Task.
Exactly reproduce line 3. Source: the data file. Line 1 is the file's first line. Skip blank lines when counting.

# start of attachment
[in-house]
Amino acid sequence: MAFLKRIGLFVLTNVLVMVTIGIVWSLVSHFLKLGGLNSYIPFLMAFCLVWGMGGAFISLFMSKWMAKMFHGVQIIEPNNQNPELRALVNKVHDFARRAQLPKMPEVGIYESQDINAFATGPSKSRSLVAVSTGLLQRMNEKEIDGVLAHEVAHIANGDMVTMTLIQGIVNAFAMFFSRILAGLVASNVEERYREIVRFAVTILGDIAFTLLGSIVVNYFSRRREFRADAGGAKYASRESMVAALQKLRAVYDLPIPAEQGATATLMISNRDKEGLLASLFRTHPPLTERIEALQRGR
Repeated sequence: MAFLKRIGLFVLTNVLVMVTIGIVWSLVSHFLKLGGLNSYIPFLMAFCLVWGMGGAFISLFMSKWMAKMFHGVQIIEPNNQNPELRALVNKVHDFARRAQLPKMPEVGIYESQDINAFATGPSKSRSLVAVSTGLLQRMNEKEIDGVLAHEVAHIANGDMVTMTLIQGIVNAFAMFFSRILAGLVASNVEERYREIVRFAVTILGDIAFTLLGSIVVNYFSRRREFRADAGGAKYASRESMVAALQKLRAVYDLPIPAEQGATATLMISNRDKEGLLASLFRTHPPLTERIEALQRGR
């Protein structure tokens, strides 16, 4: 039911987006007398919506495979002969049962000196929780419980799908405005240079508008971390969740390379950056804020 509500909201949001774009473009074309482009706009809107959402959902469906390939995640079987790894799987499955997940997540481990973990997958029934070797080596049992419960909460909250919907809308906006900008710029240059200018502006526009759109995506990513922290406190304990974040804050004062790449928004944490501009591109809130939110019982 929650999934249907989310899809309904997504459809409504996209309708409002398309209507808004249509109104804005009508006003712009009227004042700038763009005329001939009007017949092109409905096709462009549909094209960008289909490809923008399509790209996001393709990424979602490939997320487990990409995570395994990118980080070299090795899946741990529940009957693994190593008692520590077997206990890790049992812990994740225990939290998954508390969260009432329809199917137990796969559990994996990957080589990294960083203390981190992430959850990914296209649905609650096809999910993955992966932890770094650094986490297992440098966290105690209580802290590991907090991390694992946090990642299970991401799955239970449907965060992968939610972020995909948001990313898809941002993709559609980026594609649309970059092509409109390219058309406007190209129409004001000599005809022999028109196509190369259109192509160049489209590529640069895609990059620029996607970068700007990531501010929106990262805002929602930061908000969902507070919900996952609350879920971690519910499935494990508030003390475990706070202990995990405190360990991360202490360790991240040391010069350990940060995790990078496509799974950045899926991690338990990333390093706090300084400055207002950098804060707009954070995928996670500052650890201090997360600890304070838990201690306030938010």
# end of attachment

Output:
Repeated sequence: MAFLKRIGLFVLTNVLVMVTIGIVWSLVSHFLKLGGLNSYIPFLMAFCLVWGMGGAFISLFMSKWMAKMFHGVQIIEPNNQNPELRALVNKVHDFARRAQLPKMPEVGIYESQDINAFATGPSKSRSLVAVSTGLLQRMNEKEIDGVLAHEVAHIANGDMVTMTLIQGIVNAFAMFFSRILAGLVASNVEERYREIVRFAVTILGDIAFTLLGSIVVNYFSRRREFRADAGGAKYASRESMVAALQKLRAVYDLPIPAEQGATATLMISNRDKEGLLASLFRTHPPLTERIEALQRGR